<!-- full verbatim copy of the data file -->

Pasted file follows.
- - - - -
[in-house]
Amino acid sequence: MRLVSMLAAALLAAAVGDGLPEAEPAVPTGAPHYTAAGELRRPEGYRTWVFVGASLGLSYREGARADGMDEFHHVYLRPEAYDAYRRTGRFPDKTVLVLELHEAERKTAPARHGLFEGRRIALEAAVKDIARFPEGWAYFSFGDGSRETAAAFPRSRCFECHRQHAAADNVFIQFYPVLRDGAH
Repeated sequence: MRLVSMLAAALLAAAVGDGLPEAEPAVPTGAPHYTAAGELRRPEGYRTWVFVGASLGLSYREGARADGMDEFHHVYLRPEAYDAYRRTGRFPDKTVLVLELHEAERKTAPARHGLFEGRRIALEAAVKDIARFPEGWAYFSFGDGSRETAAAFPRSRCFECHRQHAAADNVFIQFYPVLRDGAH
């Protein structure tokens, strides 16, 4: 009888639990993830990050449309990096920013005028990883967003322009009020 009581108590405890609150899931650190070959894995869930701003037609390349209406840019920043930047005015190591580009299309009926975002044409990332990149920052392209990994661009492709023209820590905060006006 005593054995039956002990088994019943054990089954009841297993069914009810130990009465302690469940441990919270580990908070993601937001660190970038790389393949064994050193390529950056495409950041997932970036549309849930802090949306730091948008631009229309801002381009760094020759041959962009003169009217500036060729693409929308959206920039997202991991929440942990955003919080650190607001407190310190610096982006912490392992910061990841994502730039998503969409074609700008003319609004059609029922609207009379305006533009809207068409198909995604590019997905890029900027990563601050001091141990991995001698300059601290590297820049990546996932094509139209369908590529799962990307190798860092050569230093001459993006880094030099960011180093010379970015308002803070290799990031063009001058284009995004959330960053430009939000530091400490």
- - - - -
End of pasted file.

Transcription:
[in-house]
Amino acid sequence: MRLVSMLAAALLAAAVGDGLPEAEPAVPTGAPHYTAAGELRRPEGYRTWVFVGASLGLSYREGARADGMDEFHHVYLRPEAYDAYRRTGRFPDKTVLVLELHEAERKTAPARHGLFEGRRIALEAAVKDIARFPEGWAYFSFGDGSRETAAAFPRSRCFECHRQHAAADNVFIQFYPVLRDGAH
Repeated sequence: MRLVSMLAAALLAAAVGDGLPEAEPAVPTGAPHYTAAGELRRPEGYRTWVFVGASLGLSYREGARADGMDEFHHVYLRPEAYDAYRRTGRFPDKTVLVLELHEAERKTAPARHGLFEGRRIALEAAVKDIARFPEGWAYFSFGDGSRETAAAFPRSRCFECHRQHAAADNVFIQFYPVLRDGAH
């Protein structure tokens, strides 16, 4: 009888639990993830990050449309990096920013005028990883967003322009009020 009581108590405890609150899931650190070959894995869930701003037609390349209406840019920043930047005015190591580009299309009926975002044409990332990149920052392209990994661009492709023209820590905060006006 005593054995039956002990088994019943054990089954009841297993069914009810130990009465302690469940441990919270580990908070993601937001660190970038790389393949064994050193390529950056495409950041997932970036549309849930802090949306730091948008631009229309801002381009760094020759041959962009003169009217500036060729693409929308959206920039997202991991929440942990955003919080650190607001407190310190610096982006912490392992910061990841994502730039998503969409074609700008003319609004059609029922609207009379305006533009809207068409198909995604590019997905890029900027990563601050001091141990991995001698300059601290590297820049990546996932094509139209369908590529799962990307190798860092050569230093001459993006880094030099960011180093010379970015308002803070290799990031063009001058284009995004959330960053430009939000530091400490």